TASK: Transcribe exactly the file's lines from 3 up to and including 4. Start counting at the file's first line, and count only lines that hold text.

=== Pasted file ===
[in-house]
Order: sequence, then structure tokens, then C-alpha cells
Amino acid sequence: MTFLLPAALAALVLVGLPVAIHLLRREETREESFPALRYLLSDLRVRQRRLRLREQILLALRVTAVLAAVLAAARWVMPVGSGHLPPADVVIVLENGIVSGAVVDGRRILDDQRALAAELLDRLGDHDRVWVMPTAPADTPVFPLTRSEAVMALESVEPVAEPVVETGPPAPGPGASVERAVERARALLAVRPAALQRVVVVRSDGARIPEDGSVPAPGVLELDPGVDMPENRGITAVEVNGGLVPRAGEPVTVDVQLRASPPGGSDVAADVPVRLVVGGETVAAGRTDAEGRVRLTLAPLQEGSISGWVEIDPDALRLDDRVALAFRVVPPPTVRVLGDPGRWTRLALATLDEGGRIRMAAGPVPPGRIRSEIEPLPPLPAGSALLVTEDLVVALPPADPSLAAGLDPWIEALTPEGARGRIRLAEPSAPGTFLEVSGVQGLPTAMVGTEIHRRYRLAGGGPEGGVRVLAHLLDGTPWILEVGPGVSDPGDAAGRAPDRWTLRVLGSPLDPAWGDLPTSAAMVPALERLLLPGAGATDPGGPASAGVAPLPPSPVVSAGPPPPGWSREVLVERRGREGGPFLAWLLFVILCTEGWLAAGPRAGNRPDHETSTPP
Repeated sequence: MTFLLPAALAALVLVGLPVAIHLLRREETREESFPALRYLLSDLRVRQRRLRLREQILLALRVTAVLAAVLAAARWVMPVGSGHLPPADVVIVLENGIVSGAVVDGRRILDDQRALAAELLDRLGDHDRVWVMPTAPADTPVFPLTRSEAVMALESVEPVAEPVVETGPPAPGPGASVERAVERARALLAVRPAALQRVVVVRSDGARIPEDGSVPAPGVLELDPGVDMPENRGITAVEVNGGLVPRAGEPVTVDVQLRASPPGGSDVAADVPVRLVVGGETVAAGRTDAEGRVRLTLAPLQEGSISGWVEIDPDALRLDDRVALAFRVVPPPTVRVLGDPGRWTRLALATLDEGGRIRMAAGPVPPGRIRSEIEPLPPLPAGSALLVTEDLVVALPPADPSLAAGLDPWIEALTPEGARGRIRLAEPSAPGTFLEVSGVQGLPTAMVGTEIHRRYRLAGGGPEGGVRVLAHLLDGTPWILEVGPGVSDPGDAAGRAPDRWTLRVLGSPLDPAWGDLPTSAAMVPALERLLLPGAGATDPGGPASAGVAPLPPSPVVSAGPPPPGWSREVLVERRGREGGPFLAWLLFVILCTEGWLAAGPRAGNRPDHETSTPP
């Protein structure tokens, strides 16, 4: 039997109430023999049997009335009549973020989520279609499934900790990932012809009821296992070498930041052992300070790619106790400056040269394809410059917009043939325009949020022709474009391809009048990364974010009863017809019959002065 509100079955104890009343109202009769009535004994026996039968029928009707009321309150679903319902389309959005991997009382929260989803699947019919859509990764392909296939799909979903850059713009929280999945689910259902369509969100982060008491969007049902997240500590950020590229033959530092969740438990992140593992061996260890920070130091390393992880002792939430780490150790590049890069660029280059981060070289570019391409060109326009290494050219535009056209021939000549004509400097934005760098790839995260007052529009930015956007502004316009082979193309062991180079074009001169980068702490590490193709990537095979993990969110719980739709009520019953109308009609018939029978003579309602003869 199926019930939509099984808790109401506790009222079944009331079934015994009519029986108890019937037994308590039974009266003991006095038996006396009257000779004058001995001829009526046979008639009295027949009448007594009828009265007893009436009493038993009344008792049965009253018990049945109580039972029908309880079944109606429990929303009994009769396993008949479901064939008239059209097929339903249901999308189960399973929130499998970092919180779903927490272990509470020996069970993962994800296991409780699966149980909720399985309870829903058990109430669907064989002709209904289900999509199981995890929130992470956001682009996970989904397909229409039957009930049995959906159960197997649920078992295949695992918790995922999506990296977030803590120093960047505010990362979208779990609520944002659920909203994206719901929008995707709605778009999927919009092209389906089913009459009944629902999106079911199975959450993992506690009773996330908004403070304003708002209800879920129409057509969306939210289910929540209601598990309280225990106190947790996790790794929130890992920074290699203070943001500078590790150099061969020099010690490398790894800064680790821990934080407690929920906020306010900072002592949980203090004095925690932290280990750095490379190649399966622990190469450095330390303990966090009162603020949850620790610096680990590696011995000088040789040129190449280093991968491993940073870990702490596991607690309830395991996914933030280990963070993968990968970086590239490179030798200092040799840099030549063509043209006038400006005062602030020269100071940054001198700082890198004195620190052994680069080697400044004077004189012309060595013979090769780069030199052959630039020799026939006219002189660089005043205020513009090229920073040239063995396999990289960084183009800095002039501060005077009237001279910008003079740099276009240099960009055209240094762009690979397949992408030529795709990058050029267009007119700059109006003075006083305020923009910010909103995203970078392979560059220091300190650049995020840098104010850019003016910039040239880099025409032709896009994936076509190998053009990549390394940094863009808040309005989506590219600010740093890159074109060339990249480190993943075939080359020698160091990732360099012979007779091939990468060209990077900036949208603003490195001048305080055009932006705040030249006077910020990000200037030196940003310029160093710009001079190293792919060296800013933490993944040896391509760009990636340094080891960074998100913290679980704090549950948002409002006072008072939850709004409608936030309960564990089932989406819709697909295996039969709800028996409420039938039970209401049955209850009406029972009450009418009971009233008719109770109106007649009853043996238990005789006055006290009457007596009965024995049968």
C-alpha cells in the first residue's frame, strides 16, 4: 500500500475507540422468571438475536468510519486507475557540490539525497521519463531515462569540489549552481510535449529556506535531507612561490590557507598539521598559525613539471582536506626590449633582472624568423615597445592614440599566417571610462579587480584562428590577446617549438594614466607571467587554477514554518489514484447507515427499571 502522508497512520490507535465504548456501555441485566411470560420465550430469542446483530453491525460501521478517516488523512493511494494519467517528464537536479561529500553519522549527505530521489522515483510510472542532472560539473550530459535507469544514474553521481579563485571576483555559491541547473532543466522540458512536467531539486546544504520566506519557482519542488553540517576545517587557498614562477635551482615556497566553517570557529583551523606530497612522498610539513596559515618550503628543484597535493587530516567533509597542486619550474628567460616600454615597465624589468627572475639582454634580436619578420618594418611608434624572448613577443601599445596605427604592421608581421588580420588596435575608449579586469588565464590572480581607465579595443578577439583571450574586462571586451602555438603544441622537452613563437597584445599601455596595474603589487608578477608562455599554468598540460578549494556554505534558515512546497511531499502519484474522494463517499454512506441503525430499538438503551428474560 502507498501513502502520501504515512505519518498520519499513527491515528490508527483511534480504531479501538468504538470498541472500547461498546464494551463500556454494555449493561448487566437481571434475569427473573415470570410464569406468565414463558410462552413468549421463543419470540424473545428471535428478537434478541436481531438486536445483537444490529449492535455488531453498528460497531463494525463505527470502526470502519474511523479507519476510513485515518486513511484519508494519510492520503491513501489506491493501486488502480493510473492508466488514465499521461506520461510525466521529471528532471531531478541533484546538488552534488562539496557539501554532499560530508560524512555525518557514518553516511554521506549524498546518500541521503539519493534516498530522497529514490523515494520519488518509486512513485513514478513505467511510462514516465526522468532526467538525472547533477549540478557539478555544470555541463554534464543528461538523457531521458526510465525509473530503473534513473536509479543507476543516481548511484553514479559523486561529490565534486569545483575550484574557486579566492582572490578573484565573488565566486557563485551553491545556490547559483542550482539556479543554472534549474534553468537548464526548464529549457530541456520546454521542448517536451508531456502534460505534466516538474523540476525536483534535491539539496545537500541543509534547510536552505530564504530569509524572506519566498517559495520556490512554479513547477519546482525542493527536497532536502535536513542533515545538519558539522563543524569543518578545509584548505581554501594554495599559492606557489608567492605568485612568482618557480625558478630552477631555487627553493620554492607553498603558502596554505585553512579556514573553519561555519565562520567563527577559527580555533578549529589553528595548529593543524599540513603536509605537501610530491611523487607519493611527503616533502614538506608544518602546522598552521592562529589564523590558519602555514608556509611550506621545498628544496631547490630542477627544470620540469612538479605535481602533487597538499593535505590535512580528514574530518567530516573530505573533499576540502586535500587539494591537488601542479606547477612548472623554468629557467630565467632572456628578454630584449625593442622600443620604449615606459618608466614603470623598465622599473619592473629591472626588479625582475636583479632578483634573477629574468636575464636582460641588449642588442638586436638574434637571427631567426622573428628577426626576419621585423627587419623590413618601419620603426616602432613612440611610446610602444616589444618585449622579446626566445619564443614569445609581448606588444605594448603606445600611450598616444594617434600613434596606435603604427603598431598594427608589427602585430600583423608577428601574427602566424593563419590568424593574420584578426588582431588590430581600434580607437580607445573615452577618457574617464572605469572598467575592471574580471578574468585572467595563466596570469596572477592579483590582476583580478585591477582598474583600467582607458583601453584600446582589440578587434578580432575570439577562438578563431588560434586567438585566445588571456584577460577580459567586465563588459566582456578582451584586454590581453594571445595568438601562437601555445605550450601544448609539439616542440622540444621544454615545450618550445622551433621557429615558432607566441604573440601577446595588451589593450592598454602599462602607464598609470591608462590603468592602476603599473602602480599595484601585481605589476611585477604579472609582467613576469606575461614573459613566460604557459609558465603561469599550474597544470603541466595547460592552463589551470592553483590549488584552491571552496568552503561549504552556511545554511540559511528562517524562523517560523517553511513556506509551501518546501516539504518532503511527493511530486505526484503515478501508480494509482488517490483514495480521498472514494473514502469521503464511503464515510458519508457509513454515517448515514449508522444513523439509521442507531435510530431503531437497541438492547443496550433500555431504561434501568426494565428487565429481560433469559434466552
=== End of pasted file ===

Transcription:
Amino acid sequence: MTFLLPAALAALVLVGLPVAIHLLRREETREESFPALRYLLSDLRVRQRRLRLREQILLALRVTAVLAAVLAAARWVMPVGSGHLPPADVVIVLENGIVSGAVVDGRRILDDQRALAAELLDRLGDHDRVWVMPTAPADTPVFPLTRSEAVMALESVEPVAEPVVETGPPAPGPGASVERAVERARALLAVRPAALQRVVVVRSDGARIPEDGSVPAPGVLELDPGVDMPENRGITAVEVNGGLVPRAGEPVTVDVQLRASPPGGSDVAADVPVRLVVGGETVAAGRTDAEGRVRLTLAPLQEGSISGWVEIDPDALRLDDRVALAFRVVPPPTVRVLGDPGRWTRLALATLDEGGRIRMAAGPVPPGRIRSEIEPLPPLPAGSALLVTEDLVVALPPADPSLAAGLDPWIEALTPEGARGRIRLAEPSAPGTFLEVSGVQGLPTAMVGTEIHRRYRLAGGGPEGGVRVLAHLLDGTPWILEVGPGVSDPGDAAGRAPDRWTLRVLGSPLDPAWGDLPTSAAMVPALERLLLPGAGATDPGGPASAGVAPLPPSPVVSAGPPPPGWSREVLVERRGREGGPFLAWLLFVILCTEGWLAAGPRAGNRPDHETSTPP
Repeated sequence: MTFLLPAALAALVLVGLPVAIHLLRREETREESFPALRYLLSDLRVRQRRLRLREQILLALRVTAVLAAVLAAARWVMPVGSGHLPPADVVIVLENGIVSGAVVDGRRILDDQRALAAELLDRLGDHDRVWVMPTAPADTPVFPLTRSEAVMALESVEPVAEPVVETGPPAPGPGASVERAVERARALLAVRPAALQRVVVVRSDGARIPEDGSVPAPGVLELDPGVDMPENRGITAVEVNGGLVPRAGEPVTVDVQLRASPPGGSDVAADVPVRLVVGGETVAAGRTDAEGRVRLTLAPLQEGSISGWVEIDPDALRLDDRVALAFRVVPPPTVRVLGDPGRWTRLALATLDEGGRIRMAAGPVPPGRIRSEIEPLPPLPAGSALLVTEDLVVALPPADPSLAAGLDPWIEALTPEGARGRIRLAEPSAPGTFLEVSGVQGLPTAMVGTEIHRRYRLAGGGPEGGVRVLAHLLDGTPWILEVGPGVSDPGDAAGRAPDRWTLRVLGSPLDPAWGDLPTSAAMVPALERLLLPGAGATDPGGPASAGVAPLPPSPVVSAGPPPPGWSREVLVERRGREGGPFLAWLLFVILCTEGWLAAGPRAGNRPDHETSTPP